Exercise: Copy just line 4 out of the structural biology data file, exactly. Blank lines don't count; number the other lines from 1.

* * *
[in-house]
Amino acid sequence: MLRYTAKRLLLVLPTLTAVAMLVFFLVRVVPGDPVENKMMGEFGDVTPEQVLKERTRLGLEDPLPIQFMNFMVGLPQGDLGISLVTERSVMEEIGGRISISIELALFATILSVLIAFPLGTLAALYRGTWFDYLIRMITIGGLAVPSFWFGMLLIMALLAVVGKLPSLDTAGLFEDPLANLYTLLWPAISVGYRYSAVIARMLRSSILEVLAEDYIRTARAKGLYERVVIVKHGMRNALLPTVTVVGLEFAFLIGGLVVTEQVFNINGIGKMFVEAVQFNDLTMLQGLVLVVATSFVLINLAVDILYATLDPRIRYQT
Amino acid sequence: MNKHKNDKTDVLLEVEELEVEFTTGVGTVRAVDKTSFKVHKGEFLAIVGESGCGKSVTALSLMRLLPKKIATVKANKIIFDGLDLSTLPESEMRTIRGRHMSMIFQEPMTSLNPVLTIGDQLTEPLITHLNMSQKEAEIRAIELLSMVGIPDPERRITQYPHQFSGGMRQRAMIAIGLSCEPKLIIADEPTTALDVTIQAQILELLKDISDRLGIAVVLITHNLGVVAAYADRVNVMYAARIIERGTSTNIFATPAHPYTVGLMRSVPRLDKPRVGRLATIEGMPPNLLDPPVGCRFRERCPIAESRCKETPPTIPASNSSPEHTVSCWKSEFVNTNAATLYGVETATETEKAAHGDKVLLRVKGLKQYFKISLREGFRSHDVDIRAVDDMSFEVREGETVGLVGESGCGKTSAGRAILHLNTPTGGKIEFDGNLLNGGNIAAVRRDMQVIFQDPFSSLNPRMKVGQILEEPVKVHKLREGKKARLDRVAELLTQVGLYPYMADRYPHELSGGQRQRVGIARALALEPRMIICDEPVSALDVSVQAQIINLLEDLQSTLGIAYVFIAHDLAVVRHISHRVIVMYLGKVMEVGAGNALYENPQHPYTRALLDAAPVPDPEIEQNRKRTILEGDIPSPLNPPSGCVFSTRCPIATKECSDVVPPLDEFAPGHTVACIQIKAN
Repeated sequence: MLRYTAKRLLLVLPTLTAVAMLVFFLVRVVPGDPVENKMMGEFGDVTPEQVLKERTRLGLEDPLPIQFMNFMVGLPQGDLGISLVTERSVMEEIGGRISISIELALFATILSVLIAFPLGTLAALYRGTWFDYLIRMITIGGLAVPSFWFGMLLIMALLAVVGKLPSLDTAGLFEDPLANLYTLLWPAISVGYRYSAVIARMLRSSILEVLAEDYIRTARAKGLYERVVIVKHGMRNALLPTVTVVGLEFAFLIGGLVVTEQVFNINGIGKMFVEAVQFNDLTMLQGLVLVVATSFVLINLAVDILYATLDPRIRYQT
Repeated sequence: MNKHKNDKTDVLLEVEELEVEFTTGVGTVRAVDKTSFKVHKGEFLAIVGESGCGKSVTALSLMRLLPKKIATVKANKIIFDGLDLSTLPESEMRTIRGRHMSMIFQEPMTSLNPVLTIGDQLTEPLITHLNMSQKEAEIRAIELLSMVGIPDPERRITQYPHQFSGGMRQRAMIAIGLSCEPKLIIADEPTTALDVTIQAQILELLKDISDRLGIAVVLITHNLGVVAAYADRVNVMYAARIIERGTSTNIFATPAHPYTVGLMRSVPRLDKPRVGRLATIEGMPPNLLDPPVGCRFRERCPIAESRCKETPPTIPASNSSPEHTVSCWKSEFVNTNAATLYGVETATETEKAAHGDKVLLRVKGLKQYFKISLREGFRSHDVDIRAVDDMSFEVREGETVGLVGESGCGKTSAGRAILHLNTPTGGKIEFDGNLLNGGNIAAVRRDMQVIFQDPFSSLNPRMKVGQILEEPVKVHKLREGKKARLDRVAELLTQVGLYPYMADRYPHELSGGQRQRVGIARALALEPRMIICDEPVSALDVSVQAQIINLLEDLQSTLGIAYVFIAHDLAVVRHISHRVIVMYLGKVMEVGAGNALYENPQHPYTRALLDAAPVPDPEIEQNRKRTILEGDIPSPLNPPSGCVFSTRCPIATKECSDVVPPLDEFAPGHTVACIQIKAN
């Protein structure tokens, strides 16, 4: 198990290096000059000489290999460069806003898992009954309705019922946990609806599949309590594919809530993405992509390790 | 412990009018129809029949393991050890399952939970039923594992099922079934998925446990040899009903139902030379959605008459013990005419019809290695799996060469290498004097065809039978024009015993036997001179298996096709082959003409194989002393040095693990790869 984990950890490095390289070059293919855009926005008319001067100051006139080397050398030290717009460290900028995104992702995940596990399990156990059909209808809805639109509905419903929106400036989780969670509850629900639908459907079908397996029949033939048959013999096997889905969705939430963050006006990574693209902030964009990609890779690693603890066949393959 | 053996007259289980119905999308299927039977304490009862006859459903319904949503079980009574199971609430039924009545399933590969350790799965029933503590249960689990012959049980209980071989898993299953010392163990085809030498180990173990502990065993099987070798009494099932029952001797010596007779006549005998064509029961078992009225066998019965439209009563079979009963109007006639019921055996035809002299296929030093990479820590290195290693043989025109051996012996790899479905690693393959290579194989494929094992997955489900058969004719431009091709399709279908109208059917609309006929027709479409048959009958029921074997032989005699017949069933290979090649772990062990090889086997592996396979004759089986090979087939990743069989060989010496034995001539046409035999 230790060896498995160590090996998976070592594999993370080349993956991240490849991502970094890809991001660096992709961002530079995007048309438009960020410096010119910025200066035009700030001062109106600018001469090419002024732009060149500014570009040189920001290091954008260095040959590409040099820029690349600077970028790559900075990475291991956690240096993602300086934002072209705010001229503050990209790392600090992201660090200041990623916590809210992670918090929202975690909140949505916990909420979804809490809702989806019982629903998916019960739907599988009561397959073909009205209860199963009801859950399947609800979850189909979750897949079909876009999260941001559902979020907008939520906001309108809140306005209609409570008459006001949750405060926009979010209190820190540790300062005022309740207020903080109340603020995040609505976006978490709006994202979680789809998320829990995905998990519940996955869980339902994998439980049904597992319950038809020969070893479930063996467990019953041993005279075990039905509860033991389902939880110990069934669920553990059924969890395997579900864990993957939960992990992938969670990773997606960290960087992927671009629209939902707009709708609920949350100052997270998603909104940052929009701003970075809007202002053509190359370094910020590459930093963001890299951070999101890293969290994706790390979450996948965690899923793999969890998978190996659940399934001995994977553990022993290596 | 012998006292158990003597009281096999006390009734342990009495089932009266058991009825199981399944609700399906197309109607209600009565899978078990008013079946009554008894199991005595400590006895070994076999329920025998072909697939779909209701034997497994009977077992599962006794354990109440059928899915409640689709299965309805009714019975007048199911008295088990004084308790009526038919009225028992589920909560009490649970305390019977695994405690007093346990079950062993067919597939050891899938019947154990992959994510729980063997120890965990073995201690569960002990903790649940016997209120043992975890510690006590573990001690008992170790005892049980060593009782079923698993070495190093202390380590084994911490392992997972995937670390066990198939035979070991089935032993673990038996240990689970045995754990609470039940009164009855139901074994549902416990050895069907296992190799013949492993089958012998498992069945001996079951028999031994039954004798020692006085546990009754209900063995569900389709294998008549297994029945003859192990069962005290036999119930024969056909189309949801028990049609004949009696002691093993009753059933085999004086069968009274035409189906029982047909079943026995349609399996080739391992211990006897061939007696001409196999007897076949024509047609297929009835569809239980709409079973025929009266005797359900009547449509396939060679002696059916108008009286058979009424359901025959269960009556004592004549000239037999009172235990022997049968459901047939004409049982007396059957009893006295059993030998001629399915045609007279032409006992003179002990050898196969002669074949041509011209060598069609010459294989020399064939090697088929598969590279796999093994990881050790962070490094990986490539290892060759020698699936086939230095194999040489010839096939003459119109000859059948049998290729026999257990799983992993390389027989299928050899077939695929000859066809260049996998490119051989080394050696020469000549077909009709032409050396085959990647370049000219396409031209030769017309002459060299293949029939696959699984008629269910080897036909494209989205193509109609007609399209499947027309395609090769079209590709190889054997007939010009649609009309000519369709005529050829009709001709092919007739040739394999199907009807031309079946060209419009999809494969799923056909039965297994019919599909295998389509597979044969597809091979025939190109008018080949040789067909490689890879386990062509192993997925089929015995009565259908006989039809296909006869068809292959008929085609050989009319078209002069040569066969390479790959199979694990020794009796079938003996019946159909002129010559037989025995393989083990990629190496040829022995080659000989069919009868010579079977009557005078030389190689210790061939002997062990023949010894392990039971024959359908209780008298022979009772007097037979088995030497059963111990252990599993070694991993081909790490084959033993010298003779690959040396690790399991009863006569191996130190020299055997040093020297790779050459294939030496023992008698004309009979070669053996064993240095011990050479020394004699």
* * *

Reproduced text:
Repeated sequence: MLRYTAKRLLLVLPTLTAVAMLVFFLVRVVPGDPVENKMMGEFGDVTPEQVLKERTRLGLEDPLPIQFMNFMVGLPQGDLGISLVTERSVMEEIGGRISISIELALFATILSVLIAFPLGTLAALYRGTWFDYLIRMITIGGLAVPSFWFGMLLIMALLAVVGKLPSLDTAGLFEDPLANLYTLLWPAISVGYRYSAVIARMLRSSILEVLAEDYIRTARAKGLYERVVIVKHGMRNALLPTVTVVGLEFAFLIGGLVVTEQVFNINGIGKMFVEAVQFNDLTMLQGLVLVVATSFVLINLAVDILYATLDPRIRYQT